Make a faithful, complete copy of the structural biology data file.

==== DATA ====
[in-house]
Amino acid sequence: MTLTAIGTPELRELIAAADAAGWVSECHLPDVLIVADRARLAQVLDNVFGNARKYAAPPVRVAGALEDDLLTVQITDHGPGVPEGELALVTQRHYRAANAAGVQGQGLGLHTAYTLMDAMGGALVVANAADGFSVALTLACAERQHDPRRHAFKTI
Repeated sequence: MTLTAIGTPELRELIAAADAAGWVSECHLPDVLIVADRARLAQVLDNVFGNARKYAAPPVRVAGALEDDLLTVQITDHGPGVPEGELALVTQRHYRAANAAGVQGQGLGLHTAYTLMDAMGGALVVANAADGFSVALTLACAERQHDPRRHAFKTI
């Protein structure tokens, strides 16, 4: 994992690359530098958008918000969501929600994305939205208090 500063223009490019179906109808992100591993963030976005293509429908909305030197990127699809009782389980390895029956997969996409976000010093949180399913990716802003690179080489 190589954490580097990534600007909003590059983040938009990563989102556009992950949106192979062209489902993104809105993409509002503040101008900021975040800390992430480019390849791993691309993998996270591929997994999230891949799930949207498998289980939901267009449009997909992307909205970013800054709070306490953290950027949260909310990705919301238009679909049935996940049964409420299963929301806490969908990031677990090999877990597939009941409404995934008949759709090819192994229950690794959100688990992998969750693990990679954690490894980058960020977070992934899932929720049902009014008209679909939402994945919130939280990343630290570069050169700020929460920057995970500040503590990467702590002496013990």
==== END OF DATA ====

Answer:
[in-house]
Amino acid sequence: MTLTAIGTPELRELIAAADAAGWVSECHLPDVLIVADRARLAQVLDNVFGNARKYAAPPVRVAGALEDDLLTVQITDHGPGVPEGELALVTQRHYRAANAAGVQGQGLGLHTAYTLMDAMGGALVVANAADGFSVALTLACAERQHDPRRHAFKTI
Repeated sequence: MTLTAIGTPELRELIAAADAAGWVSECHLPDVLIVADRARLAQVLDNVFGNARKYAAPPVRVAGALEDDLLTVQITDHGPGVPEGELALVTQRHYRAANAAGVQGQGLGLHTAYTLMDAMGGALVVANAADGFSVALTLACAERQHDPRRHAFKTI
């Protein structure tokens, strides 16, 4: 994992690359530098958008918000969501929600994305939205208090 500063223009490019179906109808992100591993963030976005293509429908909305030197990127699809009782389980390895029956997969996409976000010093949180399913990716802003690179080489 190589954490580097990534600007909003590059983040938009990563989102556009992950949106192979062209489902993104809105993409509002503040101008900021975040800390992430480019390849791993691309993998996270591929997994999230891949799930949207498998289980939901267009449009997909992307909205970013800054709070306490953290950027949260909310990705919301238009679909049935996940049964409420299963929301806490969908990031677990090999877990597939009941409404995934008949759709090819192994229950690794959100688990992998969750693990990679954690490894980058960020977070992934899932929720049902009014008209679909939402994945919130939280990343630290570069050169700020929460920057995970500040503590990467702590002496013990």